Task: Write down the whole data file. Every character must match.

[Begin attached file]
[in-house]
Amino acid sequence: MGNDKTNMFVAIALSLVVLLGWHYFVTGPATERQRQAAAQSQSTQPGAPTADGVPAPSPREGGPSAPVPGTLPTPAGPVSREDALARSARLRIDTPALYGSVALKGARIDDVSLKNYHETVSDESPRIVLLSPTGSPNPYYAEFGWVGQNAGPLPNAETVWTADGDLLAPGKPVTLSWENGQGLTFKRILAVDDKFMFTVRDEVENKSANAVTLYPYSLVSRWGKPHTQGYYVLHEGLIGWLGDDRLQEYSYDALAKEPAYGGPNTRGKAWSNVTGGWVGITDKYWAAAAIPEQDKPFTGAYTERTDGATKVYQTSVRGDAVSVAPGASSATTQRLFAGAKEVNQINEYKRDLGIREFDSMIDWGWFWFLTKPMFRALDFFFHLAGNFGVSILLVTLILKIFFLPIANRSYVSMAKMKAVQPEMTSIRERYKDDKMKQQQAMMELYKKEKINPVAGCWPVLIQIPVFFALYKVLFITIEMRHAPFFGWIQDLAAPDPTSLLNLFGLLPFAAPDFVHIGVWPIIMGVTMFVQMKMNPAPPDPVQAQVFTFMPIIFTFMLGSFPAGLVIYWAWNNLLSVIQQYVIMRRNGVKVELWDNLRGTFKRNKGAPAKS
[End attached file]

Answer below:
[in-house]
Amino acid sequence: MGNDKTNMFVAIALSLVVLLGWHYFVTGPATERQRQAAAQSQSTQPGAPTADGVPAPSPREGGPSAPVPGTLPTPAGPVSREDALARSARLRIDTPALYGSVALKGARIDDVSLKNYHETVSDESPRIVLLSPTGSPNPYYAEFGWVGQNAGPLPNAETVWTADGDLLAPGKPVTLSWENGQGLTFKRILAVDDKFMFTVRDEVENKSANAVTLYPYSLVSRWGKPHTQGYYVLHEGLIGWLGDDRLQEYSYDALAKEPAYGGPNTRGKAWSNVTGGWVGITDKYWAAAAIPEQDKPFTGAYTERTDGATKVYQTSVRGDAVSVAPGASSATTQRLFAGAKEVNQINEYKRDLGIREFDSMIDWGWFWFLTKPMFRALDFFFHLAGNFGVSILLVTLILKIFFLPIANRSYVSMAKMKAVQPEMTSIRERYKDDKMKQQQAMMELYKKEKINPVAGCWPVLIQIPVFFALYKVLFITIEMRHAPFFGWIQDLAAPDPTSLLNLFGLLPFAAPDFVHIGVWPIIMGVTMFVQMKMNPAPPDPVQAQVFTFMPIIFTFMLGSFPAGLVIYWAWNNLLSVIQQYVIMRRNGVKVELWDNLRGTFKRNKGAPAKS